Well, what a festival! Yet again, we are so grateful for everyone who was involved in this year’s festival – there are so many volunteers and people behind the scenes that it would just not be possible to carry on without.
Of course, the standard of music this year was as exemplary as ever with so many wonderful comments from audience members.
We must rest for a few days before planning 2018 – keep an eye out for news announcing next year’s programme!
I can’t be the only Artistic Director to be so consumed by the build-up to an arts event that no matter how hard you try, sleep seems to be a bit thin on the ground. Not that it matters because you can make up for it afterwards – and I certainly do in spade-loads. A bath armed with a good book is a luxury, as is sitting in front of the fire glued to Bake Off (with supper perched on knees), not to mention walking the dog and seeing one’s friends. These are all lacking currently but would one have it differently? No of course not; this is all part and parcel of what running a festival is about and particularly the Two Moors that is unlike any other in Britain.
There is a wonderful passion attached to this event. This has been present from the outset when my late husband, John and I set it up as an antidote following the devastation caused by Foot and Mouth disease. Since then it has blossomed into a national festival of which – and I am not afraid to say – he and I were (and I am) justifiably proud. It is our dedication and commitment that have manifested themselves and has spread to our audience members who come year on year showing their devotion to the type of concert that is offered to them. The Trustees have also shown their love of the organization and but for them and their sheer hard work, the festival would not be where it is today. It’s worth bearing in mind that all members of the Board are busy people who give up inordinate amounts of time to keep it afloat; who put forward ideas to make sure it continues to develop, offer opinions on whether it steers along the right course and to use their influence on broadening our horizons.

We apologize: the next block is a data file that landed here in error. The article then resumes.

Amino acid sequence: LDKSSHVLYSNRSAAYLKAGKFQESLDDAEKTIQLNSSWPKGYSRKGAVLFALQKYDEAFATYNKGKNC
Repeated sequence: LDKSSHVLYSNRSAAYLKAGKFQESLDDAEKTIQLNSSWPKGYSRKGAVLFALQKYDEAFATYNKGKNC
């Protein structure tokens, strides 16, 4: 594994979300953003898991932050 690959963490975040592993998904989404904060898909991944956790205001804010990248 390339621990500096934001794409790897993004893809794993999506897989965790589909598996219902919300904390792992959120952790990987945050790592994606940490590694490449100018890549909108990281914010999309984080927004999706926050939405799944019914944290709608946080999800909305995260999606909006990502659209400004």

With only two weeks to go before kick-off, keeping an eye on ticket sales is very important (they are currently most encouraging) and it’s always interesting to see the surprises along the way. Some concerts that you least expect to, sell overnight while others you think are going to have a capacity audience, don’t fare well at all. Strange how the public mind works! Inevitably there are one or two who whinge at the prices. They don’t realise that their seat would cost in the region of £85 were there no sponsorship. They never stop to think that the cost of going to a football match would work out to be far more expensive!